When I got off the phone, I didn't have any trouble finding the Golden Sand restaurant and joining the group. Jo and Karen didn't go to dinner with the group as they were not feeling well. I don't believe Lisa made it there as well. I sat at the head of the table next to Rachel who sat on my right and Herman who was on my left. Herman and his wife Rita have been living in India in Puna(?) for about a year and a half. He works for Philips and was transfered there from Germany (although he is from Holland) for a 3-year stay. It has been a difficult adjustment. We spent a lot of time talking about working for engineering corporations.

Our food took a very long time arrive -- which was usually normal, but this time it took forever. Rachel told us an amazing story of how she tried to get home from Greece in time for Christmas once in the early 80's. She had almost been raped by a Libyan student in Greece who eventually broke down in tears before letting her out of his apartment. Her bus caught on fire. When she was met in England by family, they got into a car accident on the way home.
We never did find out what the problem was, but when the food arrived, some of it was cold. Jerry complained to the waiter. At first the waiter hesitated. Then he stuck his thumb into the food to check for himself. I had never seen anything like that before and burst out laughing. Even now, it makes me laugh to recall that scene. At the time Jerry covered his face with his hands. The waiter took the plate to the kitchen and soon brought a another(?) one back. Rachel said that usually the service was much better and that this had been very unusual.

I had water, vegetable soup, chicken fried rice. Not being thrilled with Indian cuisine, I usually tried to eat Chinese food every chance I got. This will probably amuse those who know me since Chinese food isn't exactly my first choice for cuisine either. They gave us free ice cream coffee drinks for all the waiting we did.

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March 7 Thursday


My butt was still sore in the morning. We received a wake-up call at 7:00. Jerry was the first to shower -- or rather bathe out of a bucket. There was news of bombings in Israel. Breakfast was at 7:40, and we had what we had ordered the day before on the bus.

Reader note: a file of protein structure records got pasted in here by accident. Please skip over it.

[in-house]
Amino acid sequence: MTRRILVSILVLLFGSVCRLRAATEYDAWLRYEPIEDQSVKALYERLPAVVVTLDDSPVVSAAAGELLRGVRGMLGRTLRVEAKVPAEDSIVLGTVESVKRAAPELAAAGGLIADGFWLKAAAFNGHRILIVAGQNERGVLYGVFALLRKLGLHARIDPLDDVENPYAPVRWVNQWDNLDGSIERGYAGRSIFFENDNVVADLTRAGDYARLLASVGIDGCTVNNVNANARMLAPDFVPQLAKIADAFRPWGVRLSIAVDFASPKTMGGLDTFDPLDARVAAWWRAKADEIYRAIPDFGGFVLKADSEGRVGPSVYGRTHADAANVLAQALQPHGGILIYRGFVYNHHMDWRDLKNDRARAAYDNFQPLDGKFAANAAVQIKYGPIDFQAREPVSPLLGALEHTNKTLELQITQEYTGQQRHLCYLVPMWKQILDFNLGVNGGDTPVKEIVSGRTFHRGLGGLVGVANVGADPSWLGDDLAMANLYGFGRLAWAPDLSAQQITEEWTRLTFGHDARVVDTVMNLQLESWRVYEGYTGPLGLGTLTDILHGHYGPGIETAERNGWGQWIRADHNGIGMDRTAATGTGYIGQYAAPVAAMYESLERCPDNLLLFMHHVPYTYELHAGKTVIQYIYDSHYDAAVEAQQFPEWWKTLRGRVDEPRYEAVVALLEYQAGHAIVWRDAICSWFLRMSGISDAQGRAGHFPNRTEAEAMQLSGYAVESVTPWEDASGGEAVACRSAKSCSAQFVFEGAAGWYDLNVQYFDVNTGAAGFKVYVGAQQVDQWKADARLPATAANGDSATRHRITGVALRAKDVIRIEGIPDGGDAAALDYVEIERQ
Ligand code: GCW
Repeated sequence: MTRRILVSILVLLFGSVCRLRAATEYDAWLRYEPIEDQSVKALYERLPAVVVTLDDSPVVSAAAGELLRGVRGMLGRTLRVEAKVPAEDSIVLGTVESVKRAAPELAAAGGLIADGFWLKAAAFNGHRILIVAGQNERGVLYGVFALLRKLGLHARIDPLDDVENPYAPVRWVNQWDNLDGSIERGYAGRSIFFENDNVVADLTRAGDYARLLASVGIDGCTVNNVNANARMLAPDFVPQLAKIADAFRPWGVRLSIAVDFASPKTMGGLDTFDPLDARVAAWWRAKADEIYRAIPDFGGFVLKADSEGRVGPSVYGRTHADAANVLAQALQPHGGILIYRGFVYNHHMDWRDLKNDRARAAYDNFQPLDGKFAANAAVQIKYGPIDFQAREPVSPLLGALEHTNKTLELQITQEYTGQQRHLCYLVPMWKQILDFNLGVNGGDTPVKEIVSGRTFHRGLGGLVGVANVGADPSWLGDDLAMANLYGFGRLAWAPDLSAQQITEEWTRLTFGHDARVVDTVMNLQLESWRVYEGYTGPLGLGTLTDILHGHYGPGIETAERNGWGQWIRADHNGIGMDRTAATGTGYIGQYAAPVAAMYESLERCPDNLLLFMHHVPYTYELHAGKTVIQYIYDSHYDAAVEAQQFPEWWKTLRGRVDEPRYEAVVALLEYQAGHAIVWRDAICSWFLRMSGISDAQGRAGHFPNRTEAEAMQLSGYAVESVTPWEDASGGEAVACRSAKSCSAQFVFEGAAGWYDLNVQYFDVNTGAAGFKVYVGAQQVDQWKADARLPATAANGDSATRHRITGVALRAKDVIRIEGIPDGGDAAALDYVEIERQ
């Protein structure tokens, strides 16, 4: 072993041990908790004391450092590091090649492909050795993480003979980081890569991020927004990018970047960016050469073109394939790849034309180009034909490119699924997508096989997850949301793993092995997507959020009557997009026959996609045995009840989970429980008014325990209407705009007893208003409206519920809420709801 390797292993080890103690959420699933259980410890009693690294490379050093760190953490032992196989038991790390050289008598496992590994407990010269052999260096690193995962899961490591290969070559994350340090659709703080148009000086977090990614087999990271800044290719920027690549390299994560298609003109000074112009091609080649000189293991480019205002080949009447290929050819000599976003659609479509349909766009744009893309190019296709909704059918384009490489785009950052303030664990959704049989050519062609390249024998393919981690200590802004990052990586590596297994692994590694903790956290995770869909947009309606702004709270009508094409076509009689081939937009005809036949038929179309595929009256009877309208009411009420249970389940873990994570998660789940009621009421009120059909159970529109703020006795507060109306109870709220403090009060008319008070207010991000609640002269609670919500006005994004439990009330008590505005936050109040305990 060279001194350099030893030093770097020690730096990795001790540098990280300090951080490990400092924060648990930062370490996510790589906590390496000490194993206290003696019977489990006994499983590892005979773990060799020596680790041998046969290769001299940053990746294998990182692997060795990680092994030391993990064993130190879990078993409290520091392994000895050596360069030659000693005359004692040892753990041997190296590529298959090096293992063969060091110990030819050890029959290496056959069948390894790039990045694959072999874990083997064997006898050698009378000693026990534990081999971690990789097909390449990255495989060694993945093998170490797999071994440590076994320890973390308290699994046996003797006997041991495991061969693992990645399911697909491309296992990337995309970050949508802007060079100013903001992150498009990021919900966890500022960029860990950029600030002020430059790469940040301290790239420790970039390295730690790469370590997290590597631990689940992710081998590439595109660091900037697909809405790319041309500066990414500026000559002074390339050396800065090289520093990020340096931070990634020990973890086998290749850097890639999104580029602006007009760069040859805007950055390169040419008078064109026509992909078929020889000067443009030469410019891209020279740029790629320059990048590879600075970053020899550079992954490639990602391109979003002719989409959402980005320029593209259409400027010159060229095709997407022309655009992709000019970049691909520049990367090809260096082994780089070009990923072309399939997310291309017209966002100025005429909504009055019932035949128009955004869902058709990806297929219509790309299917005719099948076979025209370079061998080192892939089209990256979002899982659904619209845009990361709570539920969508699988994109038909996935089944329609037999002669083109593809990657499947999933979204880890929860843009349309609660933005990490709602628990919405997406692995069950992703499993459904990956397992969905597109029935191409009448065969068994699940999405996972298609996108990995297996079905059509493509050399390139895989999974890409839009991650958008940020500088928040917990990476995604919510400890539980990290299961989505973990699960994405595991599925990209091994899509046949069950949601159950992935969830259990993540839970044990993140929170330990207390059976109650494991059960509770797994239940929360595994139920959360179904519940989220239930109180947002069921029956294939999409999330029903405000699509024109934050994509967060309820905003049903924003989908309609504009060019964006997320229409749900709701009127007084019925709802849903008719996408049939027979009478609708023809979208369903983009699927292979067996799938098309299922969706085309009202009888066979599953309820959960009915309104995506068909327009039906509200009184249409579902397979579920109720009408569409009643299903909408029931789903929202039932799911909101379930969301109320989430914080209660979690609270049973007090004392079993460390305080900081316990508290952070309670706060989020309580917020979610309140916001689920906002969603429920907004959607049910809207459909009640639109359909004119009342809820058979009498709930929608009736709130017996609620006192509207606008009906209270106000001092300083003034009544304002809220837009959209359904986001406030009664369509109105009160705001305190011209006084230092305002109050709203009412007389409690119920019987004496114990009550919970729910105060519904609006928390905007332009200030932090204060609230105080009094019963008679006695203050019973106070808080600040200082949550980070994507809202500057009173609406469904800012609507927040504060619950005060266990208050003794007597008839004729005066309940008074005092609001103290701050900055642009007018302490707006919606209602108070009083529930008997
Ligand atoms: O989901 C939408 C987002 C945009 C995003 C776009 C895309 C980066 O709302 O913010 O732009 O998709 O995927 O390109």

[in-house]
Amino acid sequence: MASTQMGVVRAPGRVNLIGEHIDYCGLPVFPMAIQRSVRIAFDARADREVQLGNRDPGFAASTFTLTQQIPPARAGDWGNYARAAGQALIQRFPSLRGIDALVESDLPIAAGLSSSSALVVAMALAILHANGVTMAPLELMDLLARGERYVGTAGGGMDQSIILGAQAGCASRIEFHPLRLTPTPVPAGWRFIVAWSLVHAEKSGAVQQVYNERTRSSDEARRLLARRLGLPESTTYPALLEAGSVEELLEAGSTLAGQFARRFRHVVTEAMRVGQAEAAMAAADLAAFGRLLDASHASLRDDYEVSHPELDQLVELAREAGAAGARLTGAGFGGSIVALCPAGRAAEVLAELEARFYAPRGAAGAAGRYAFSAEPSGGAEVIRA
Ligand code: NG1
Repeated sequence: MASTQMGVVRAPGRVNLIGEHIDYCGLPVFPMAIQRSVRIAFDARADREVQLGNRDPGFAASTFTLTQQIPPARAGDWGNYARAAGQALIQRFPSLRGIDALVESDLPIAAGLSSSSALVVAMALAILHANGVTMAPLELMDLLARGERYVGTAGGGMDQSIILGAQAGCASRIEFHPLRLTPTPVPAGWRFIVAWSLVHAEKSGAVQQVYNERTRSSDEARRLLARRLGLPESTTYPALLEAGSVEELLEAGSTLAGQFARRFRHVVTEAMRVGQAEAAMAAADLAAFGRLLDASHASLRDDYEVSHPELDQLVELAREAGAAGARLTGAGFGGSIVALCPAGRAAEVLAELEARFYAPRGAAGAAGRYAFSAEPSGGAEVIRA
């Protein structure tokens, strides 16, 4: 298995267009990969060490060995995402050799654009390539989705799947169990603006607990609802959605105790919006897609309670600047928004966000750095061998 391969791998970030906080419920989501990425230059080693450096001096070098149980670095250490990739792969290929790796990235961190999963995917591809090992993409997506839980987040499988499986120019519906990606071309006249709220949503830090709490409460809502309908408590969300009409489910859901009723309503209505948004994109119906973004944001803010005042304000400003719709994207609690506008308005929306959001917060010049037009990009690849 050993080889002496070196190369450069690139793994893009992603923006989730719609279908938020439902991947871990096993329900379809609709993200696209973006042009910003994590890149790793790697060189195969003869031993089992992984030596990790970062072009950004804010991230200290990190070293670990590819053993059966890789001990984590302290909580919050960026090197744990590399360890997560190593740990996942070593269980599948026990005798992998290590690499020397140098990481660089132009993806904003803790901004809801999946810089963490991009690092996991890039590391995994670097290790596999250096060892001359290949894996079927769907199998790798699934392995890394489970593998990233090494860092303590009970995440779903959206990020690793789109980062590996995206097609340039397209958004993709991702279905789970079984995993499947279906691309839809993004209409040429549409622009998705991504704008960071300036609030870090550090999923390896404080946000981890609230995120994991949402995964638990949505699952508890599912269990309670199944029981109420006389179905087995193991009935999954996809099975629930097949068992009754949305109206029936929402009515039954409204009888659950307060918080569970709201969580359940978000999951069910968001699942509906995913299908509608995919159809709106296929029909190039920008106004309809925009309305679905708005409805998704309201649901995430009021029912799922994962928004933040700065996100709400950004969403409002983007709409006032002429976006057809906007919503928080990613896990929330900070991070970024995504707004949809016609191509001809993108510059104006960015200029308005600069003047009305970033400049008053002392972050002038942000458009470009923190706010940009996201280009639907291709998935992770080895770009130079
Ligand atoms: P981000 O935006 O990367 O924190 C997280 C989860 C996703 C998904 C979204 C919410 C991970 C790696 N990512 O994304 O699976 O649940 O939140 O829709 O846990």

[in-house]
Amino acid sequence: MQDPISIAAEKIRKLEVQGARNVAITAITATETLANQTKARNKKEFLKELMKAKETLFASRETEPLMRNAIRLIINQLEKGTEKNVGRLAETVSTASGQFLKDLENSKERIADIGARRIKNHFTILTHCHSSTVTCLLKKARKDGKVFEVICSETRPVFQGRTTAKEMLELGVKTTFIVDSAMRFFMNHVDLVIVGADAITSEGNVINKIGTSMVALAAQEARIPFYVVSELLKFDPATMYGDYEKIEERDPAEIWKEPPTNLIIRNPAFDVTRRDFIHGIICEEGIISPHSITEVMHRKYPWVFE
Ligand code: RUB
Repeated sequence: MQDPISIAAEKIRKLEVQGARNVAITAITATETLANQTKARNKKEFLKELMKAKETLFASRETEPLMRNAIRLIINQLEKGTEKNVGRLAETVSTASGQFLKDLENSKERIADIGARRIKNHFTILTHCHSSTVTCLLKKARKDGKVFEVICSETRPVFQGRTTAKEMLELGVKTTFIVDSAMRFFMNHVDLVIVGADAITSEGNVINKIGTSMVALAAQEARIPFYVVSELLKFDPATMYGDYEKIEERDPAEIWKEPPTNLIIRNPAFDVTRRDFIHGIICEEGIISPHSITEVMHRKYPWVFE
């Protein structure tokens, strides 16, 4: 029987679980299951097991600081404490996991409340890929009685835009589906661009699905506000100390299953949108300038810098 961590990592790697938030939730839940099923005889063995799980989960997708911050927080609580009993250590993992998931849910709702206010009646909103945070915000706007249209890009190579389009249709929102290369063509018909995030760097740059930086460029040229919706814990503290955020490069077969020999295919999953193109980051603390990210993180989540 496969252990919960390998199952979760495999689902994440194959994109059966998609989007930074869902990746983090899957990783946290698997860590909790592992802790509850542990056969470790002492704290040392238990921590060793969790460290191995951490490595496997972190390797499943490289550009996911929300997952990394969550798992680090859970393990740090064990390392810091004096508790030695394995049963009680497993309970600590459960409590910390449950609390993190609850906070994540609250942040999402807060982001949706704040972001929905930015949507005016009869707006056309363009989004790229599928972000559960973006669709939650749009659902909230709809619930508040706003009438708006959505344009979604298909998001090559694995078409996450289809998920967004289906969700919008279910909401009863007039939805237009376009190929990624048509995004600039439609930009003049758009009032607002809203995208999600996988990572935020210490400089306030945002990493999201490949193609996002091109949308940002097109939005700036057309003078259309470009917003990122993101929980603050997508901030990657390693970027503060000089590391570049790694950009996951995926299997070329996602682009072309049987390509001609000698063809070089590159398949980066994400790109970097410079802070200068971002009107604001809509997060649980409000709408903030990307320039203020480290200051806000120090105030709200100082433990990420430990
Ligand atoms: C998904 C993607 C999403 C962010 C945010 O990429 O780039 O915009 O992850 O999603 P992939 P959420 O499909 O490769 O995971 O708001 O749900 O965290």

Rachel informed me that the Imaginative Traveller had no knowledge of my Indian Airlines ticket to Kathmandu from Varanasi. I had a voucher for it and had paid for it, but there must have been some kind of mistake down the line. I sent Himalayan Travel a fax with all the information to have them tell Imaginative Traveller's London office tell their office in Goa to issue the ticket. The fax cost 200 Rs. I was worried now that even if I had to pay for the ticket again that there might not be any seats available. Rachel told me not to worry.

Lisa's face was pretty scabbed, but it looked like it would heal just fine. I sat with Claudia on the left side of the bus. We stopped by the Palace of Winds (or Hawa Mahal). Hawa Mahal was beautiful, but it also seemed to be covered in bamboo scaffolding. Our next stop was the Amber Fort 11km north of Jaipur. Construction on the Amber Fort began in 1592 in the ancient capital of Amber by Raja Man Singh. I took a few panoramic pictures when we got off the bus. It was quite a site. We rode elephants up the hill to the palace. It was my first time on an elephant. There were four people plus the driver per elephant. Antje sat on my left. Jerry was behind me. The driver made a point of making sure we didn't hold onto the bar that held us in because if we dislodged it, it was quite a way down. The elephants were quite big and ornately painted (or possibly tattooed). The trip was very leisurely. Just like in tourist attractions back home, there were people with cameras that would take your picture on the elephant and later give it to you for a fee when you got off the elephant. I had someone use my camera to take my picture, so I didn't buy one. I think the elephant ride would have cost 250 Rs if you went on your own.